Blake, McEntire talk issues in what’s shaping up to be a tight 19th District legislative race

The race for 19th District State Representative, Position 2, a rematch of the 2018 general election between incumbent Brian Blake, D-Aberdeen, and challenger Joel McEntire, R-Cathlamet, promises to be a tight one.

In the primary, which was moot from the standpoint that each candidate was guaranteed a spot in the general election, McIntire easily outpolled the incumbent, by a margin of 53.2%-44.6%.

Education funding, a tight budget and the state’s pandemic response were among the questions the Daily World put to both candidates as ballots are arriving in mailboxes across the district.

School funding

Both candidates think there is room for improvement in the funding of rural schools.

McEntire said he thinks the current funding per pupil model, about $11,000 per student, “seems fair,” and that he isn’t committed one way or the other to the current “prototypical school model” used for the distribution of state education funds.

“The question is, does it need to be abolished or do we just tweak it here and there,” he said, adding he’d like to look at the proposals that are out there and find one that “is more equitable for the rural schools.”

McEntire is troubled by student achievement rates that haven’t improved since the state began fully funding K-12 education.

“We spend an awful lot of money for very little return,” said McEntire. “We’ve doubled the amount between 2008 and 2018 that we spend on schools and we have seen an absolutely flat line on student achievement, so there is definitely something wrong, and the thought we could throw more money at it to fix the problem doesn’t seem to be the case.”

Blake said he doesn’t think the prototypical school model is perfect, “but at this point there are some deficiencies. The state has an obligation with the federal government to meet local school districts’ needs on special needs students, and I think that should have been baked better into the basic education model.”

Bottom line, “I think we’ve got to find a way to keep ourselves from getting into a McCleary 2 situation,” said Blake, meaning another court case driving the state’s funding of schools, and there needs to be a clear way to keep the overall burden of school funding from falling on local sources like levies and bonds.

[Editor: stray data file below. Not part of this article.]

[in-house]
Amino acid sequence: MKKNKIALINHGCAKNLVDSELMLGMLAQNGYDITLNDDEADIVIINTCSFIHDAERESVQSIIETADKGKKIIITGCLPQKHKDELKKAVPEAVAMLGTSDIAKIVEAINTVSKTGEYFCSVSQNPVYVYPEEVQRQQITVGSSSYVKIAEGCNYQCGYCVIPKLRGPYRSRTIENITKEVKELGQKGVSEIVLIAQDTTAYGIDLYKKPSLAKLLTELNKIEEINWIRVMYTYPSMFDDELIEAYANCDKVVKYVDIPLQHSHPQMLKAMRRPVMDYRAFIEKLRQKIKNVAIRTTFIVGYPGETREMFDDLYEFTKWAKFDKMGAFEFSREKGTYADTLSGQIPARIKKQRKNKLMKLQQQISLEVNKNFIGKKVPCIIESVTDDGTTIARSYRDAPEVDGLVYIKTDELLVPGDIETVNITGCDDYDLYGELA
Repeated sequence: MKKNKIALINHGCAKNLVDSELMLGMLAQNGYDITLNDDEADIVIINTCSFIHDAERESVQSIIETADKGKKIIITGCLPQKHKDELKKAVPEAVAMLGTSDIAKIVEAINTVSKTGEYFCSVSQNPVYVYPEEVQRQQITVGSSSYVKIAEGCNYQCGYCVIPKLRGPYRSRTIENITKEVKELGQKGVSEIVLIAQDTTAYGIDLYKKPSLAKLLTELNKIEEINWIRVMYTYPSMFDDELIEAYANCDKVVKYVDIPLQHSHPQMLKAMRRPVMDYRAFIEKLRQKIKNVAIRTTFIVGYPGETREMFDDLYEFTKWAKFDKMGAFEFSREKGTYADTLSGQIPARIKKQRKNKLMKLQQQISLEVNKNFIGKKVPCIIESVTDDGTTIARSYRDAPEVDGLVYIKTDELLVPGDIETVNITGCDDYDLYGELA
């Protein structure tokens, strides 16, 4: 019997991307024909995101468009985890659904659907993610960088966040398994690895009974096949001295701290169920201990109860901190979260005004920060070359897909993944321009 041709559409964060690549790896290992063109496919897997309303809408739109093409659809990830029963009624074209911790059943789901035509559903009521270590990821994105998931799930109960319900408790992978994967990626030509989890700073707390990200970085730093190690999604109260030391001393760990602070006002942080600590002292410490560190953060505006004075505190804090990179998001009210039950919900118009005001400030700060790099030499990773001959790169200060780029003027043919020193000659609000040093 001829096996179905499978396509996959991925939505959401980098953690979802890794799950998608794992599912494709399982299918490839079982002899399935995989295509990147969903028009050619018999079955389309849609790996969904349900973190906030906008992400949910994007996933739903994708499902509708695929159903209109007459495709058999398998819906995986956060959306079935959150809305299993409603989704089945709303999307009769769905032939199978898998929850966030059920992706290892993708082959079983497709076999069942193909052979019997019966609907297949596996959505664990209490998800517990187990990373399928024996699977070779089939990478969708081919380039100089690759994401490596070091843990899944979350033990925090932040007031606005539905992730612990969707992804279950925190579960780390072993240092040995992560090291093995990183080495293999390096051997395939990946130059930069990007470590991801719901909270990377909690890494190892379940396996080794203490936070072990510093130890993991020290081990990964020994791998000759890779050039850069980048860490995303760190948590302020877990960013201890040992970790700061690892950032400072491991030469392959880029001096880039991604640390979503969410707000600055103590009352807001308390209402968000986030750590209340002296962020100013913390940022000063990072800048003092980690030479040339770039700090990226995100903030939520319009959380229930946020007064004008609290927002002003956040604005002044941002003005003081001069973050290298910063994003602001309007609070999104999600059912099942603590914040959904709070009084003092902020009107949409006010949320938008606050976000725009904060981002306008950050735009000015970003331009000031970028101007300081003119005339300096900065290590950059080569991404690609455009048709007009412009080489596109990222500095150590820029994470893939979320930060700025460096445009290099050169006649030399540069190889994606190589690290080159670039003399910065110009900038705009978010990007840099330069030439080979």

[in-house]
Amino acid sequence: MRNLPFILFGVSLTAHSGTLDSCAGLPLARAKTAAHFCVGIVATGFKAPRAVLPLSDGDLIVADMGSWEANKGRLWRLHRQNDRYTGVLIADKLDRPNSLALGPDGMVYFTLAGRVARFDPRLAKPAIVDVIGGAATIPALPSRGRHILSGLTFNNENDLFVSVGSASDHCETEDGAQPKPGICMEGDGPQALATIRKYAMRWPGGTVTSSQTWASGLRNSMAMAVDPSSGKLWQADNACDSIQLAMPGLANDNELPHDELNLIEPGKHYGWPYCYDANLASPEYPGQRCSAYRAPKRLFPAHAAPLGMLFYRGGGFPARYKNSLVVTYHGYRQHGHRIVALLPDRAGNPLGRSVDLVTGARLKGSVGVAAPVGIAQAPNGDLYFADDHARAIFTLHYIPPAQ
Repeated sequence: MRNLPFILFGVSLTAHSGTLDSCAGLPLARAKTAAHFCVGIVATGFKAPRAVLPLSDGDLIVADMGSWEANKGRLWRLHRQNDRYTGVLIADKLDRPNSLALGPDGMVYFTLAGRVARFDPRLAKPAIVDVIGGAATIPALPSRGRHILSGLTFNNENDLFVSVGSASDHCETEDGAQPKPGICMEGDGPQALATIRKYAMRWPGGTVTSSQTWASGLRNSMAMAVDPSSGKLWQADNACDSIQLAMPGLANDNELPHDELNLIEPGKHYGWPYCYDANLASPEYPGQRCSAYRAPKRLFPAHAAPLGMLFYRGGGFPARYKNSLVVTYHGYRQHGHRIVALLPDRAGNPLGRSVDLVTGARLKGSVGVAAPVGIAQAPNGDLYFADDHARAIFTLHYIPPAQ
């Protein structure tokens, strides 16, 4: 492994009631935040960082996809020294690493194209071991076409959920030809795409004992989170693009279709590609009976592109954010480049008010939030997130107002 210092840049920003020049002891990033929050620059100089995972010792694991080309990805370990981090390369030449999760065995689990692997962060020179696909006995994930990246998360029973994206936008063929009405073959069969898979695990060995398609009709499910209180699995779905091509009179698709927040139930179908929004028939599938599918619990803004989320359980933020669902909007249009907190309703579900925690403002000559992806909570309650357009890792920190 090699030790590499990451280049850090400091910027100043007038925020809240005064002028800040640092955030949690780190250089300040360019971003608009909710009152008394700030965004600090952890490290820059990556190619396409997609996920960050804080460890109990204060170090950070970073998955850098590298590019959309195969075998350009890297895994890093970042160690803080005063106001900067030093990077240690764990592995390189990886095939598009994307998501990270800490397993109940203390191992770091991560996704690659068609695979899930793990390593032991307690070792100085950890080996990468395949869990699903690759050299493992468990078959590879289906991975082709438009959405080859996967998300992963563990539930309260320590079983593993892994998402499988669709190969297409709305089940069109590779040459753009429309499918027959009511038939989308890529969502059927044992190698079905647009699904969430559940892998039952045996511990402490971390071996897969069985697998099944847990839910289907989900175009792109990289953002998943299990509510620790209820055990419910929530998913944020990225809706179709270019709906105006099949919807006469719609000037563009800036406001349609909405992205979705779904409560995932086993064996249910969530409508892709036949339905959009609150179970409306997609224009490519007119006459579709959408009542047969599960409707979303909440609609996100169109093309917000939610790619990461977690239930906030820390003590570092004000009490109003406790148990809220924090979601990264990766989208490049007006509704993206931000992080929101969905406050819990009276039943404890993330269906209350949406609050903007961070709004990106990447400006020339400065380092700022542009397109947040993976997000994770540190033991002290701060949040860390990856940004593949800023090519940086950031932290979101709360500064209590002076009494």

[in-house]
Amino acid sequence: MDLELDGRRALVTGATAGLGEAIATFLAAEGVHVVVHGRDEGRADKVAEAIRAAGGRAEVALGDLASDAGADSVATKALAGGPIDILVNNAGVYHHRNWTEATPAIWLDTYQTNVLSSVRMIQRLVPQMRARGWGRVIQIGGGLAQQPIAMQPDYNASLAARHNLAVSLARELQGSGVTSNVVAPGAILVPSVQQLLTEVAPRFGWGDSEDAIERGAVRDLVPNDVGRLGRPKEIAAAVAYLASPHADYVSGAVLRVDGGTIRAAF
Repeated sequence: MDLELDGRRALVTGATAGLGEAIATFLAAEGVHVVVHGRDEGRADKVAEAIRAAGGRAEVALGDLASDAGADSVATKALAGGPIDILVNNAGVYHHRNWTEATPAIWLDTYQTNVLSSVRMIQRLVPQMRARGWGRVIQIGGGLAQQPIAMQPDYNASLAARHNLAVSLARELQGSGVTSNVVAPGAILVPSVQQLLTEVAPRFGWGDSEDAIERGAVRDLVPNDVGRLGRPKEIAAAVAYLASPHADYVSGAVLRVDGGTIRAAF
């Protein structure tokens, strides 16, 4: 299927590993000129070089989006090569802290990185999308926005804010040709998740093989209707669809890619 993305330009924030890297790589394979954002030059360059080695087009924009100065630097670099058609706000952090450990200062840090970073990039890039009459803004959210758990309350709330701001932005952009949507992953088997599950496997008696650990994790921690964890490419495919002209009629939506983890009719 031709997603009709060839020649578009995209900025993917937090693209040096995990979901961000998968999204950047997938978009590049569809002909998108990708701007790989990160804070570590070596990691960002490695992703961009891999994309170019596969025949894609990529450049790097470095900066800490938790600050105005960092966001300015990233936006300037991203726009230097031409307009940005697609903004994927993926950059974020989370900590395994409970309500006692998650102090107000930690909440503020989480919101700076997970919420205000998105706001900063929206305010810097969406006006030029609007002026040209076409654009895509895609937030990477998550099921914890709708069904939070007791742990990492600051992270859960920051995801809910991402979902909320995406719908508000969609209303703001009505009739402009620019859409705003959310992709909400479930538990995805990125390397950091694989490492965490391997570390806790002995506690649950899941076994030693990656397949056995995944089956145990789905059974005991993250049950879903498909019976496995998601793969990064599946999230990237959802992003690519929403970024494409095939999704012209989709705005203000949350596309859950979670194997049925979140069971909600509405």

State budget

A revenue shortfall in the billions is facing the state budget, and it will be a big part of the upcoming 2021 legislative session.

“I don’t think taxes will be necessary,” said Blake, to make up the shortfall. “I think the economy is fundamentally sound and growing, we’re just going to have to prioritize things in the budget that we craft this next spring.”

He said the governor’s exercise earlier in the pandemic, asking state agencies to explore across the board cuts, could help the Legislature address the budget shortfall.

“You can take that information and then say, what are our priorities,” said Blake. “And I think it’s helpful to give the Legislature information about what the agency priorities are, and we can look to see if those match legislative priorities.”

McEntire said the foundation of the economy needs to be addressed, providing some revenue the state can count on.

“A tax increase might fix the budget (in the short term) but in the long run it’s just making it harder for businesses to set up shop and continue on and be prosperous,” he said. “I’m looking for an environment in which companies can thrive.”

He thinks Boeing moving its 737 production out of state is just the beginning of an exodus of businesses from the state.

“If we put regulatory and tax burdens on these companies we make them move elsewhere and keep small businesses from opening up,” said McEntire. “If we do have to make up a budget shortfall in the short term it shouldn’t come as a tax increase.”

He said he wouldn’t shut the door on the possibility of across the board cuts, including lawmakers’ salaries. “That’s how serious I am. If we need to tighten the belt then that means everybody.”


Blake said money the Legislature has made available for transportation infrastructure programs like the East Aberdeen rail separation project and a similar grade separation project in Longview have put both in position to receive federal infrastructure improvement funds.

“It’s all about communication,” said Blake. “We’re in touch with our Congressional delegation and our local elected officials, and we have a Port Commission that is engaged.”